Sunday, January 22, 2012

Party party

Eastside Road, January 21, 2012—
AN UNUSUALLY BUSY Saturday, even for us: a memorial service for a friend at one o'clock; a birthday party for another at four; then a dinner party for our playgoing group, the Ashlanders, at seven. Food all along the way, of course.

We eyed the table of cheeses, pastries, cocktail sandwiches and such in the church on our way out of the memorial service. I felt guilty about reaching toward it and grabbing one little canapé, which turned out to be egg salad on crustless white bread; but my conscience cleared when I noticed Lindsey'd done exactly the same.

The array at Andrew's party

We drove nearly an hour to get to Andrew's party in Point Reyes Station. Quite a contrast: from a fairly new, media-savvy, banner-hung Christian church jam-packed with probably six hundred mourners to a rustic, crowded artists' studio equally jam-packed with perhaps thirty friends and family. Since Andrew is a Romanov, the table boasted blinis and borscht as well as ham, green beans, olives, beans, green salad, bruschetta, and a dozen other things. Looking forward to a dinner party in a couple of hours, we held back: but that borscht was delicious, even to beet-hating me; ditto the blinis and bruschetta. Perhaps I was simply in the mood for the letter "B". Or perhaps it was the Sophia rosé, whose slight sweetness pushed the Italo-Russian savor.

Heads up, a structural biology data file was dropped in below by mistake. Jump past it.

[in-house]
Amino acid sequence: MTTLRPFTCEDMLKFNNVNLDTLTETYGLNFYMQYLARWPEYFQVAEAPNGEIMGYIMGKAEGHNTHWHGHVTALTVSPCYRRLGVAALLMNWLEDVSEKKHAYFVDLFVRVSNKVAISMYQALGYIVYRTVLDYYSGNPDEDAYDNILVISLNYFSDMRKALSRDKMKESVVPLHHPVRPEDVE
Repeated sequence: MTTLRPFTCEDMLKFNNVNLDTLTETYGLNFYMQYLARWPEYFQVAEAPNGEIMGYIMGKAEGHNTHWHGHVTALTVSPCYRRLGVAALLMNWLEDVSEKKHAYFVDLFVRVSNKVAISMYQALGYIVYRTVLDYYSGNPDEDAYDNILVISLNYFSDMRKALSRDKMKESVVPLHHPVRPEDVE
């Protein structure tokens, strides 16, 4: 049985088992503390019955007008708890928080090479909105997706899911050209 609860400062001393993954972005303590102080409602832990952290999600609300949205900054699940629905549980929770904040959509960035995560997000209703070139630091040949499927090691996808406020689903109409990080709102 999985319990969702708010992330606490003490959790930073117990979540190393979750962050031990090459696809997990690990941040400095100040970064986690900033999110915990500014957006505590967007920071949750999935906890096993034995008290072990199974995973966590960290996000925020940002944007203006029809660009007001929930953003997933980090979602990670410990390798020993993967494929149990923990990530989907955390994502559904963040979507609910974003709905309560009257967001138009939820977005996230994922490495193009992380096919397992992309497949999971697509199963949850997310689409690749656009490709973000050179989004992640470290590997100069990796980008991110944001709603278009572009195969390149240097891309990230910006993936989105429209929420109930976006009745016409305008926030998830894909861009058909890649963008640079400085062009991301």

pork loin.jpg
On, then, another hour, to dinner. A few glasses of Pinot grigio followed by Sauvignon blanc and conversation; then down to serious business at table: roast pork loin; delicious little yellow potatoes; green beans with pancetta and pine nuts (yes yes); homemade applesauce — ah: we're home in the good old USA again. Good food, good cooking, good discussions, good friends.
Chardonnay, Clos du Bois, 2009; Cabernet Sauvignon, Simi, 1999 (sound and serious); Sirah, Preston of Dry Creek, 2009; Zinfandel, Murphy-Goode "Liar's Dice", 2008 (authentic and mature); Pinot noir, Shone Farm, 2009 — note that all these reds were first-rate, and they all (and the whites too) came from within a dozen miles of the dinner-table.

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